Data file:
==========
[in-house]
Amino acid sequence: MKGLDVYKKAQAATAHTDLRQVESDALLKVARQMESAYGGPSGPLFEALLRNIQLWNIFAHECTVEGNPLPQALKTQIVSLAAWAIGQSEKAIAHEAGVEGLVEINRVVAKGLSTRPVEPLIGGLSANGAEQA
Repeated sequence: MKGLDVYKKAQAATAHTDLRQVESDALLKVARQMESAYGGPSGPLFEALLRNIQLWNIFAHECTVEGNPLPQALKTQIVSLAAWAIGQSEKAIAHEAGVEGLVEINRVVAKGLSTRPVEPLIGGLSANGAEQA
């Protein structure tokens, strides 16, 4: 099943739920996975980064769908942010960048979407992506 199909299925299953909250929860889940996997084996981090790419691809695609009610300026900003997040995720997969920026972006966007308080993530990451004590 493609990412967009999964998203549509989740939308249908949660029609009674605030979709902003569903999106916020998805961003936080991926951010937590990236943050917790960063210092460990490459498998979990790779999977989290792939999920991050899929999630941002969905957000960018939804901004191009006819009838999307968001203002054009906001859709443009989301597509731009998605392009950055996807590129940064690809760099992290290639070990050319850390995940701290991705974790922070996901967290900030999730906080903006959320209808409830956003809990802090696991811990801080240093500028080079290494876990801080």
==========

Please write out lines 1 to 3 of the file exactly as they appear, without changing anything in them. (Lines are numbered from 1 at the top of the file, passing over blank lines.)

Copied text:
[in-house]
Amino acid sequence: MKGLDVYKKAQAATAHTDLRQVESDALLKVARQMESAYGGPSGPLFEALLRNIQLWNIFAHECTVEGNPLPQALKTQIVSLAAWAIGQSEKAIAHEAGVEGLVEINRVVAKGLSTRPVEPLIGGLSANGAEQA
Repeated sequence: MKGLDVYKKAQAATAHTDLRQVESDALLKVARQMESAYGGPSGPLFEALLRNIQLWNIFAHECTVEGNPLPQALKTQIVSLAAWAIGQSEKAIAHEAGVEGLVEINRVVAKGLSTRPVEPLIGGLSANGAEQA